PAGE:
February 2, 2018

Trade Groups Highlight Challenges in Transitioning to Alternative Reference Rates

Five trade associations – the International Swaps and Derivatives Association (ISDA), the Association of Financial Markets in Europe (AFME), the International Capital Market Association (ICMA), and SIFMA and its asset management group SIFMA AMG – published a "roadmap" outlining challenges for transitioning from Interbank Offered Rates ("IBORs") to risk free rates ("RFRs"). The roadmap provides a centralized source of information concerning the work being done across several market sectors at major regulatory bodies and working groups to prepare for the transition.

In addition to serving as a key educational resource for a broad range of market participants, the roadmap sets forth some of the key challenges involved in the transition, including:

  • Developing liquidity in derivatives markets referencing alternative RFRs is a key to adoption, which will require exchanges and central counterparty clearinghouses to list and clear products referencing the alternative RFRs and to offer price alignment interest and discounting based on the alternative RFRs. Such liquidity will also be necessary for the development of term structures based on the alternative RFRs.

  • The transition of legacy contracts potentially could result in less effective hedges and/or market valuation issues, and may require adjustments to address inherent differences between IBORs and alternative RFRs.

  • The transition to RFRs may result in changes to tax, regulatory and/or accounting treatment of transactions. For example, current margining requirements may be triggered for existing derivatives transactions if they transition to alternative RFRs.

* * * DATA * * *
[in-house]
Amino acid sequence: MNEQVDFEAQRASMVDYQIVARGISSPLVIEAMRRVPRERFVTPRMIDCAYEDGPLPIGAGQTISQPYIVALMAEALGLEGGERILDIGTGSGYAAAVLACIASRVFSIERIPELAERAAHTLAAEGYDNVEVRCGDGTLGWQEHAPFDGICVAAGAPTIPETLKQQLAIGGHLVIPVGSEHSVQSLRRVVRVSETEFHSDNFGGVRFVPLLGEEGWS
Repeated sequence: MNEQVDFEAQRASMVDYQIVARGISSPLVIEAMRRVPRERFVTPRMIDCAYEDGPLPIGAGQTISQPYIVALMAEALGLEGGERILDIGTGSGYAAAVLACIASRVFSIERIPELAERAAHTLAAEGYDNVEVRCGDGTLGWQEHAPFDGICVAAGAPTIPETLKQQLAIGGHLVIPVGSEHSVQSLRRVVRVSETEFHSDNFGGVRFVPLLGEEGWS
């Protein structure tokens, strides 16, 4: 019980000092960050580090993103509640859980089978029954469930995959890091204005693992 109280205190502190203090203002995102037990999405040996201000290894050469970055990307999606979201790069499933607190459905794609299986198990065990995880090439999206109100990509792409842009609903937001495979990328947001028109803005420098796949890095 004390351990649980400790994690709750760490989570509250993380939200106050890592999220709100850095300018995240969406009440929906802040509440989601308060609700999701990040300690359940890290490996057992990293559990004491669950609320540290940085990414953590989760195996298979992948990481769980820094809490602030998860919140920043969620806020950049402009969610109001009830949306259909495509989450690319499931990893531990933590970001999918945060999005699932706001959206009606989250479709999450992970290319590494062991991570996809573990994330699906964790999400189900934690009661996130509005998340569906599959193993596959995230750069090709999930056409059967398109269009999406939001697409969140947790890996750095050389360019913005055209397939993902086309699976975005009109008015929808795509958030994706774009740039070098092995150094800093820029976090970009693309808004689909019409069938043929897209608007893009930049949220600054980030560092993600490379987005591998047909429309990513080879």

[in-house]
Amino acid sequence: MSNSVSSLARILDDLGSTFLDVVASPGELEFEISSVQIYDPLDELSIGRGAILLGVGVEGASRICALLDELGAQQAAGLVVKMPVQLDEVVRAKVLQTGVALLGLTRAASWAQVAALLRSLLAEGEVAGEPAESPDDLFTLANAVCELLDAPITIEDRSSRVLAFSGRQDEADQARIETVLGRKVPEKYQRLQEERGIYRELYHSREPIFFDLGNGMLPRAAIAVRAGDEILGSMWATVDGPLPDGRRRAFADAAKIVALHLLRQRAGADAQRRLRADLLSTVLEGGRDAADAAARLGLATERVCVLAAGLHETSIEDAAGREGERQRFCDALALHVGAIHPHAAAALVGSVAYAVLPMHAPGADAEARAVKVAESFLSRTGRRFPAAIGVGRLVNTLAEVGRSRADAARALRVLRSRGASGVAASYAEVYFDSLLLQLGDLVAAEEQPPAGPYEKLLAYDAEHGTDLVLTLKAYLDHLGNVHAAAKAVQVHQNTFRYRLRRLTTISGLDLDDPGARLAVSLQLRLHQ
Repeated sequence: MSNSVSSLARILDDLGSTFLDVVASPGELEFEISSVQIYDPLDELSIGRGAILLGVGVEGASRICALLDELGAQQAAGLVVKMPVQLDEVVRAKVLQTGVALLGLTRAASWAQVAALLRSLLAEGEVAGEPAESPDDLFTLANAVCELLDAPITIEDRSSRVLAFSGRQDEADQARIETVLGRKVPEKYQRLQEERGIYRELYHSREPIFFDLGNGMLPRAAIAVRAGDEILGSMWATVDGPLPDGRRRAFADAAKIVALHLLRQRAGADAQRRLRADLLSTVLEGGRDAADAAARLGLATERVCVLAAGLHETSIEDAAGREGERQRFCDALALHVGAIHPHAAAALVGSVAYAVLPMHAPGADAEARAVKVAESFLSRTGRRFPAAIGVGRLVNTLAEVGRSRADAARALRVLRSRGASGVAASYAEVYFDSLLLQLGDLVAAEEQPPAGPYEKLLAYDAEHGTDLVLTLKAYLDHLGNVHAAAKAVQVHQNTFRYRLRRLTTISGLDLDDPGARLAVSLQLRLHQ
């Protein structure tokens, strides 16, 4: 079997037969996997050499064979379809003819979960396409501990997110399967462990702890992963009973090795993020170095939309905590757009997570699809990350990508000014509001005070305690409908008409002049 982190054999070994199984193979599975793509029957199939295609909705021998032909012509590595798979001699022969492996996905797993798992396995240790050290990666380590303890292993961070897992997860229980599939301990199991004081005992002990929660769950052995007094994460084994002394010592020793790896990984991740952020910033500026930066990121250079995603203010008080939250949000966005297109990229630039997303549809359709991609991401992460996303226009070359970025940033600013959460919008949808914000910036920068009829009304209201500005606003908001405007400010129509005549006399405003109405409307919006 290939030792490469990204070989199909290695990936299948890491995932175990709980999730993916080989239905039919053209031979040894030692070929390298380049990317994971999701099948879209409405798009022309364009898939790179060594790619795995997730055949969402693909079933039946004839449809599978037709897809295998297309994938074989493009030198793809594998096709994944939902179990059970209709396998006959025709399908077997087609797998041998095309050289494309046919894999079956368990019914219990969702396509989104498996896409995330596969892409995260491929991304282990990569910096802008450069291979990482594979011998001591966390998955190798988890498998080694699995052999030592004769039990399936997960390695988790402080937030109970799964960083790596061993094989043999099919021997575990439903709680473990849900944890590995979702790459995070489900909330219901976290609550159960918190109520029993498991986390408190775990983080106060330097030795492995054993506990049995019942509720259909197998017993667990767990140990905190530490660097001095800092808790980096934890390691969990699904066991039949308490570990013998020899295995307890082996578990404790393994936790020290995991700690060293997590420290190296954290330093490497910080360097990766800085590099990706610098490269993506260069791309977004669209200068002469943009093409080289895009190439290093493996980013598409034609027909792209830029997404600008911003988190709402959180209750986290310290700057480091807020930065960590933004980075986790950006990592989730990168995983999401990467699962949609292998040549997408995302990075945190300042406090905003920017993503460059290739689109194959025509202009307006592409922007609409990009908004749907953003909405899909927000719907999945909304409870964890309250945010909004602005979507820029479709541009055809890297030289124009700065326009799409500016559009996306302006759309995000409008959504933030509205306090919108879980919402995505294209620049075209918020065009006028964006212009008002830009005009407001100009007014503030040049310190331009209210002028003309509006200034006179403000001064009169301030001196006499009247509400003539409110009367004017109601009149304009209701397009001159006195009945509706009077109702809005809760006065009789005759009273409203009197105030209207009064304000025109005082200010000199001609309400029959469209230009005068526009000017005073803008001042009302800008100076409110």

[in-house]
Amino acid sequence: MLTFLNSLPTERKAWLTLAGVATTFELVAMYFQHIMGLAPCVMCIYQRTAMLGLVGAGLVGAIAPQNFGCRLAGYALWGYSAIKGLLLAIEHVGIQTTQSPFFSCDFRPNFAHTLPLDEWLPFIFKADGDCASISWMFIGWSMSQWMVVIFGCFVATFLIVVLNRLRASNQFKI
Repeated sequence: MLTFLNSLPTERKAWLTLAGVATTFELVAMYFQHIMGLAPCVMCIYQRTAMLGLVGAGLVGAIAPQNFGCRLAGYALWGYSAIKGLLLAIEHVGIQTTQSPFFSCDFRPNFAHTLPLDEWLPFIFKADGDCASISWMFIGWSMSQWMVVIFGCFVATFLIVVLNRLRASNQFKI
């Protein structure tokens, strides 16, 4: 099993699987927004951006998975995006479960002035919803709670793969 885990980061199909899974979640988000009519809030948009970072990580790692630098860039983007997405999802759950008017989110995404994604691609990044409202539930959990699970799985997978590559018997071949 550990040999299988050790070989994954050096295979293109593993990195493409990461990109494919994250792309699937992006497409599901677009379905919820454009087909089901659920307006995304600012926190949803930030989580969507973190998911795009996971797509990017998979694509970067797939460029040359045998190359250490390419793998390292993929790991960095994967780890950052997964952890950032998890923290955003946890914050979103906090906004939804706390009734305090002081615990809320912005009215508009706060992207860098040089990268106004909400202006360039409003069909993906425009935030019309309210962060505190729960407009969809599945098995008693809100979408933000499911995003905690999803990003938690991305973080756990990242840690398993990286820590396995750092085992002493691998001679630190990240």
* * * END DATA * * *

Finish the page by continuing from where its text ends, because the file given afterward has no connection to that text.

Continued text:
• The transition will require institutions to assess and make changes in their operations, infrastructure and governance procedures.

  • Conversion of legacy contracts may require amendments to other contractual terms, leading to additional transition costs and increased operational risk. Diverging interests for stakeholders may lead to partial adoption and basis risk. Parties may be resistant to transitioning to an alternative RFR if it would result in a breach of contractual terms or an obligation to take certain actions.

The five trade associations will shortly initiate a global survey of buy- and sell-side firms and of infrastructure providers, regarding their use of IBORs, the extent of their readiness to engage with the transition process across all of their product lines, the issues they foresee and the solutions they may have in mind.

Premium Content

Available only to Premium subscribers.